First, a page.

Second, I am not entirely sure, but it seems that you believe that 1) a dishwasher will strip the seasoning, and 2) either a cast iron pan or a steel pan cannot be used at high temperatures or be put in the oven. Both these ideas are very much wrong. If you want to strip the seasoning, that is done with either lye, mechanical action, or in an oven's self-cleaning cycle. The dishwasher won't do it, unless you wash it frequently enough that enough rust builds up for the seasoning to flake, which is not what people want to get when they strip a seasoning. And you can absolutely put both a cast iron pan and a stainless steel in the oven or heat it to temperatures beyond what is needed for any kind of cooking or baking, without any damage to the seasoning of the cast iron pan.

Third, if you do have a cast iron pan without seasoning (which you seem to hope to achieve through the dishwasher, but you can't, see above), it will not only be stickier than a seasoned pan ("spray some olive oil spray" won't be sufficient, you will need a decent layer of oil), but it will also rust in your cabinet within a few days to weeks. Also, depending on how you use it, it will likely build seasoning on its own just by shallow-frying certain foods in it.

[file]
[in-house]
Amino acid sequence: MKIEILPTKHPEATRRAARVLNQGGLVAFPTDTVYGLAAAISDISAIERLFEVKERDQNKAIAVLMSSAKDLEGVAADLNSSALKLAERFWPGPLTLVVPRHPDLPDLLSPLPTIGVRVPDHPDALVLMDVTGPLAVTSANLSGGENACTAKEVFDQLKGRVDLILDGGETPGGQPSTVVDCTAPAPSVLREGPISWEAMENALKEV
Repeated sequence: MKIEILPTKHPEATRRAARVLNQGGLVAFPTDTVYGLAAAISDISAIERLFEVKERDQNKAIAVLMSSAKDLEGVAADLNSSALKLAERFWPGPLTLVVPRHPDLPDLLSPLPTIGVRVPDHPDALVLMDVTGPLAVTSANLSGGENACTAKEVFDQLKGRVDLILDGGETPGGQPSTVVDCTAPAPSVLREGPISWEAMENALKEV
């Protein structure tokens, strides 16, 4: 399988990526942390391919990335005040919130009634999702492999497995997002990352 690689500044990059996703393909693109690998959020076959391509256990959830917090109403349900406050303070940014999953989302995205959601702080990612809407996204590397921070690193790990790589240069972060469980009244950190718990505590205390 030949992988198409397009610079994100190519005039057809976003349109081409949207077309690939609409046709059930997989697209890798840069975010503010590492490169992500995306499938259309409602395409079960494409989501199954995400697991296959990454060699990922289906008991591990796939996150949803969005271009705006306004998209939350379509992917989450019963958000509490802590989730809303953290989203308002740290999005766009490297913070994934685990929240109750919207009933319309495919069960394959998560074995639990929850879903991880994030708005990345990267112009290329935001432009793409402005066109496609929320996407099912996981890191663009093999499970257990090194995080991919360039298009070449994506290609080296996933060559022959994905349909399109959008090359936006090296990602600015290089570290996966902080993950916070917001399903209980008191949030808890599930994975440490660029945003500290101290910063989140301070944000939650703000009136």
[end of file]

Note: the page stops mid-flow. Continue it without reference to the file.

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    I don't think the OP believes 2 -- rather the OP wants the benefits of cast iron (can stand up to high temperatures and be put in the oven) but used like stainless steel (wash in the dishwasher). – user3067860 Mar 28 at 11:13
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    A single pass though a dishwasher (courtesy of a new housemate) was enough to rust one of my cast iron pans (stock Lodge seasoning plus a year of use). – RLH Mar 28 at 16:27